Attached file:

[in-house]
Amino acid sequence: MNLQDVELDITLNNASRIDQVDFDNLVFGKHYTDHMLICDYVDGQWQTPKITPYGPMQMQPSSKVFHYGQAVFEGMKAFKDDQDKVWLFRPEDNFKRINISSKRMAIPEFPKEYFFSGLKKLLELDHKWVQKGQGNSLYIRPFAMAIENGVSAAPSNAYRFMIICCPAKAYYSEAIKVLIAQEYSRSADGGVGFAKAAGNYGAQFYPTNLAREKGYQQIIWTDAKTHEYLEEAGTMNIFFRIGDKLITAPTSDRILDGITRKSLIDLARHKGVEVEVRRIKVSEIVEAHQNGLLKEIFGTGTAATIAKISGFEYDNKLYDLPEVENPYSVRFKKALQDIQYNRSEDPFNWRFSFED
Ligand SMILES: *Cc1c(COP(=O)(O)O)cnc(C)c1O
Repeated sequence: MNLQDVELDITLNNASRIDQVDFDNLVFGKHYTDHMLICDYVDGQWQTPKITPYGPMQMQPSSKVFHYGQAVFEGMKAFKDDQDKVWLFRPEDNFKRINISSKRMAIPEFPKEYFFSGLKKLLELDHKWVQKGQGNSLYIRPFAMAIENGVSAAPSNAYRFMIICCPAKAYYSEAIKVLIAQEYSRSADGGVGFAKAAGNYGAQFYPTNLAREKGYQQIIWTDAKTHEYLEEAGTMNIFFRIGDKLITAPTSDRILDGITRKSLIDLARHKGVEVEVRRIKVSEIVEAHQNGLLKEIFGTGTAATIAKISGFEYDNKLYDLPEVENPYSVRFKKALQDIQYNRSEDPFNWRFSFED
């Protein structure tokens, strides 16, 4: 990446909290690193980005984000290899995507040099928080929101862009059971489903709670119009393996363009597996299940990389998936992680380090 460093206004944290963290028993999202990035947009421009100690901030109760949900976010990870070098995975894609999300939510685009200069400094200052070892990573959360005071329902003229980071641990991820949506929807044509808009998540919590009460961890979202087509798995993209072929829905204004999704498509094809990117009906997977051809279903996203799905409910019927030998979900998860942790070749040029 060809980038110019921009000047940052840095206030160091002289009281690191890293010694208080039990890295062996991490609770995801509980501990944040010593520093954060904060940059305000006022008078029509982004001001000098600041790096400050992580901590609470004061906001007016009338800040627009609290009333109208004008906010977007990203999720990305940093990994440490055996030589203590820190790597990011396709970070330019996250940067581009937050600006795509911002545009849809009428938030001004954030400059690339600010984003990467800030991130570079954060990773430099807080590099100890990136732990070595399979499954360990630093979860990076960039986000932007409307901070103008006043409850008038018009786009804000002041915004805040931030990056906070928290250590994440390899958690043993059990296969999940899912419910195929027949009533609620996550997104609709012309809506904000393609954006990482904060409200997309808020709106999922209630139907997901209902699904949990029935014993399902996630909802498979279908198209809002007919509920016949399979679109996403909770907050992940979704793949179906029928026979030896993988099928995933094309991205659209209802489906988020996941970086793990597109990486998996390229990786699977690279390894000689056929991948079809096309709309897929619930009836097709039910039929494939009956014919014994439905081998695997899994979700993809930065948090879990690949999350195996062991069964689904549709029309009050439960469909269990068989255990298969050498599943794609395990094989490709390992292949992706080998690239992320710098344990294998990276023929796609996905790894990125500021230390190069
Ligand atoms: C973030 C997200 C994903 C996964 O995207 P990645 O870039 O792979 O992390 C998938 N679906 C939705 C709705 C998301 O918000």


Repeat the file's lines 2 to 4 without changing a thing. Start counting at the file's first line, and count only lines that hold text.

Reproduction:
Amino acid sequence: MNLQDVELDITLNNASRIDQVDFDNLVFGKHYTDHMLICDYVDGQWQTPKITPYGPMQMQPSSKVFHYGQAVFEGMKAFKDDQDKVWLFRPEDNFKRINISSKRMAIPEFPKEYFFSGLKKLLELDHKWVQKGQGNSLYIRPFAMAIENGVSAAPSNAYRFMIICCPAKAYYSEAIKVLIAQEYSRSADGGVGFAKAAGNYGAQFYPTNLAREKGYQQIIWTDAKTHEYLEEAGTMNIFFRIGDKLITAPTSDRILDGITRKSLIDLARHKGVEVEVRRIKVSEIVEAHQNGLLKEIFGTGTAATIAKISGFEYDNKLYDLPEVENPYSVRFKKALQDIQYNRSEDPFNWRFSFED
Ligand SMILES: *Cc1c(COP(=O)(O)O)cnc(C)c1O
Repeated sequence: MNLQDVELDITLNNASRIDQVDFDNLVFGKHYTDHMLICDYVDGQWQTPKITPYGPMQMQPSSKVFHYGQAVFEGMKAFKDDQDKVWLFRPEDNFKRINISSKRMAIPEFPKEYFFSGLKKLLELDHKWVQKGQGNSLYIRPFAMAIENGVSAAPSNAYRFMIICCPAKAYYSEAIKVLIAQEYSRSADGGVGFAKAAGNYGAQFYPTNLAREKGYQQIIWTDAKTHEYLEEAGTMNIFFRIGDKLITAPTSDRILDGITRKSLIDLARHKGVEVEVRRIKVSEIVEAHQNGLLKEIFGTGTAATIAKISGFEYDNKLYDLPEVENPYSVRFKKALQDIQYNRSEDPFNWRFSFED